So there is no doubt that the Lotus Suta and other Mahayana sutras are historically late, dating from many centuries after the Buddha. When reading them as historical documents, rather than seeing them as spoken by the Buddha, we should see them as the response and articulation by Buddhists of the past to the conditions that they were in. They were addressing matters of concern for them, asking how the Dhamma is to be applied in these situations. Of course the same is true of many Theravdin texts, although in the case of the early Suttas and Vinaya there is still a core that probably stems from the Buddha himself.

Why were the Mahayana Sutras phrased as if spoken literally by the Buddha? This is a difficult question, and there is unlikely to be one answer. Partly it was just how the literary form evolved. But I suspect, given the visionary nature of many Mahayanist texts, that they often stemmed from meditation experiences; visions of the Buddha, memories of ‘teachings’ received while in samadhi. Perhaps the authors of these texts believed that the Buddha was really present to them in some sense – and this is indeed the theme of many Mahayana sutras. Or perhaps they more humbly believed that they had gained insight into the Dhamma in some direct way.


https://sujato.wordpress.com/2011/10/18/is-the-lotus-sutra-authentic/



and also there's :

The Authenticity of the Early Buddhist Texts

by Bhikkhu Sujato & Bhikkhu Brahmali


https://ocbs.org/wp-content/uploads/2015/09/authenticity.pdf



_/|\_




« Last Edit: April 16, 2019, 04:36:39 am by Pixie »
May all beings have happiness and the causes of happiness.
May they all be free from suffering and the causes of suffering.
May they never be deprived of true happiness devoid of any suffering.
May they abide in great impartiality, free from attachment to loved ones and aversion to others.

Offline Chaz

  • High-Functioning Sanctimonious Reprobate
  • Global Moderator
  • Member
  • *****
  • Posts: 1085
  • Facts have no moral judgment.
    • View Profile
Re: Is Pali Primacy Warranted?
« Reply #2 on: April 16, 2019, 10:18:46 am »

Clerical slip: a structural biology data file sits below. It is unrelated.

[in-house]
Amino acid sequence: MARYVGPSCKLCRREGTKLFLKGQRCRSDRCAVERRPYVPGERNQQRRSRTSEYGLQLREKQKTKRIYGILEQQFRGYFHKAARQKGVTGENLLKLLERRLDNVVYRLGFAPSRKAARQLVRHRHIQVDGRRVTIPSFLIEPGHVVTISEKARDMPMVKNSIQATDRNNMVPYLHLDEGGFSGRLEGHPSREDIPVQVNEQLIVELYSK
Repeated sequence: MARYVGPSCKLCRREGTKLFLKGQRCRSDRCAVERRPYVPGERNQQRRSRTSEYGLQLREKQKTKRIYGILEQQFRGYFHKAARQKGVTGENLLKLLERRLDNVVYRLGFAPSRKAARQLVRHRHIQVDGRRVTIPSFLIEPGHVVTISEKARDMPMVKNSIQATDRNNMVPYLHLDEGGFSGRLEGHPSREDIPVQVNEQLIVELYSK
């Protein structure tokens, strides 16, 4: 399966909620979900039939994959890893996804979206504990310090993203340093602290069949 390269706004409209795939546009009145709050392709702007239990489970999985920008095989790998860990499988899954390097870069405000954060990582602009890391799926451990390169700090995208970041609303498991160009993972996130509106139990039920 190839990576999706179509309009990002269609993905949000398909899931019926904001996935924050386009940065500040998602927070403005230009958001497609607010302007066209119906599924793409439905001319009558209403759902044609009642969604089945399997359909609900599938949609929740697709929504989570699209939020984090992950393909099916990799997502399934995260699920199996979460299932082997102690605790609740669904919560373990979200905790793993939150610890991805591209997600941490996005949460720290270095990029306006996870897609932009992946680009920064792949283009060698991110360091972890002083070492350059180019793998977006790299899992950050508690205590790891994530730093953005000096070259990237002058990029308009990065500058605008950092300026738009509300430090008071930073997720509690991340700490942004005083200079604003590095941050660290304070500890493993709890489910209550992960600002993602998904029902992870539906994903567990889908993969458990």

I often wonder about this issue.  It seems that the question of authenticity is based on a standard of the Pali canon being authentic and the Mayahana sutras, not being in the Pali canon, are inauthentic.  That's fine, except no one ever demonstrates how the contents of the Pali canon are, themselves, authentic.  It's like no proof is needed; authenticity is a forgone conclusion and it's left to the Mahayana to prove authenticity.

I don't even know what "authentic" means.

By authentic, do we mean that the words in the Pali were actually spoke, where, when and by whom we say.  If so, what "proof" is there?  How can we say, with any assurance, that these sutras weren't just cobbled together over the centuries to put a face on the teachings of the path to enlightenment?

It occurs to me that enlightenment has nothing to do with authenticity.  It has to with faith in the effacy of the teachings, not their "authenticity".

Offline MarasAndBuddhas

  • Member
  • Posts: 55
    • View Profile
Re: Is Pali Primacy Warranted?
« Reply #3 on: April 16, 2019, 05:03:20 pm »
Chaz is making a good point above, there is just no way to establish authenticity.

Many buddhists tend to think that we all have a "buddha nature", so fallowing that logic scriptures themselves are either secondary or irrelevant, buddha nature transcends historical eras. It doesn't matter what time period you live in: there should be elements of buddha in each one, and buddha wisdom can be found in average people.

I personally do want to learn the pali scriptures thought, it's all fascinating to me.

Offline stevie

  • Member
  • Posts: 72
    • View Profile
Re: Is Pali Primacy Warranted?
« Reply #4 on: April 17, 2019, 03:15:06 am »
Dear Dharma friends

From my perspective all buddhist teachings are equally valid and it is wonderful that the variety of Dharma can meet the needs of every individual.  <3
།བྷྲཱུཾ་བི་ཤྭ་བི་ཤུད་དྷེ།

 


SimplePortal 2.3.3 © 2008-2010, SimplePortal